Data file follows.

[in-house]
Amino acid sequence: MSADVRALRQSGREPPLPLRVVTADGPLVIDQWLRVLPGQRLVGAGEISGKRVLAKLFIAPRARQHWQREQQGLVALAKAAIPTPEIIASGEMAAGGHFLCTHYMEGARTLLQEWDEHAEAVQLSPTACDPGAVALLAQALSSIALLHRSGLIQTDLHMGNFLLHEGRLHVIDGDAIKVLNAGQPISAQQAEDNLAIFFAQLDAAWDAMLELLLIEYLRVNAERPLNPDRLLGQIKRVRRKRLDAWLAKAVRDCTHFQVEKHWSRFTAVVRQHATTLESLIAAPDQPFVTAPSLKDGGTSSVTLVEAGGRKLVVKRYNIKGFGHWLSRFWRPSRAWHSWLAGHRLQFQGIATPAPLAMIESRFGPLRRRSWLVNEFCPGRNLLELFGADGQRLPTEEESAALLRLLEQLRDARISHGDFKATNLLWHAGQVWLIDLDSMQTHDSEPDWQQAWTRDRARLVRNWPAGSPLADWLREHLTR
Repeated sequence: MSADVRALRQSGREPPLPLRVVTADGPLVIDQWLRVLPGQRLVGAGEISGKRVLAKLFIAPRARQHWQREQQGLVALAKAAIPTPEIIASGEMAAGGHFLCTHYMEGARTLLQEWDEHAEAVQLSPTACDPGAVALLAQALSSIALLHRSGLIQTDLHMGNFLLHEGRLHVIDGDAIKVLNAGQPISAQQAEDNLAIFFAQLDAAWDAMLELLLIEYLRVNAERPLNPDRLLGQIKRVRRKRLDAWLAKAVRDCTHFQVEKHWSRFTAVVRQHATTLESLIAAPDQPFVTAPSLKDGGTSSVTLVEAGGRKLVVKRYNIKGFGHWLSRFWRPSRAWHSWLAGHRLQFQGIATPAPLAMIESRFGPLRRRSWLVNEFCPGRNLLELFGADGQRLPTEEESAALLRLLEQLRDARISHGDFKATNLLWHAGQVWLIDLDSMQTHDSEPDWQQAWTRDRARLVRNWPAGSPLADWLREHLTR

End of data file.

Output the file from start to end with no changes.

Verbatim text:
[in-house]
Amino acid sequence: MSADVRALRQSGREPPLPLRVVTADGPLVIDQWLRVLPGQRLVGAGEISGKRVLAKLFIAPRARQHWQREQQGLVALAKAAIPTPEIIASGEMAAGGHFLCTHYMEGARTLLQEWDEHAEAVQLSPTACDPGAVALLAQALSSIALLHRSGLIQTDLHMGNFLLHEGRLHVIDGDAIKVLNAGQPISAQQAEDNLAIFFAQLDAAWDAMLELLLIEYLRVNAERPLNPDRLLGQIKRVRRKRLDAWLAKAVRDCTHFQVEKHWSRFTAVVRQHATTLESLIAAPDQPFVTAPSLKDGGTSSVTLVEAGGRKLVVKRYNIKGFGHWLSRFWRPSRAWHSWLAGHRLQFQGIATPAPLAMIESRFGPLRRRSWLVNEFCPGRNLLELFGADGQRLPTEEESAALLRLLEQLRDARISHGDFKATNLLWHAGQVWLIDLDSMQTHDSEPDWQQAWTRDRARLVRNWPAGSPLADWLREHLTR
Repeated sequence: MSADVRALRQSGREPPLPLRVVTADGPLVIDQWLRVLPGQRLVGAGEISGKRVLAKLFIAPRARQHWQREQQGLVALAKAAIPTPEIIASGEMAAGGHFLCTHYMEGARTLLQEWDEHAEAVQLSPTACDPGAVALLAQALSSIALLHRSGLIQTDLHMGNFLLHEGRLHVIDGDAIKVLNAGQPISAQQAEDNLAIFFAQLDAAWDAMLELLLIEYLRVNAERPLNPDRLLGQIKRVRRKRLDAWLAKAVRDCTHFQVEKHWSRFTAVVRQHATTLESLIAAPDQPFVTAPSLKDGGTSSVTLVEAGGRKLVVKRYNIKGFGHWLSRFWRPSRAWHSWLAGHRLQFQGIATPAPLAMIESRFGPLRRRSWLVNEFCPGRNLLELFGADGQRLPTEEESAALLRLLEQLRDARISHGDFKATNLLWHAGQVWLIDLDSMQTHDSEPDWQQAWTRDRARLVRNWPAGSPLADWLREHLTR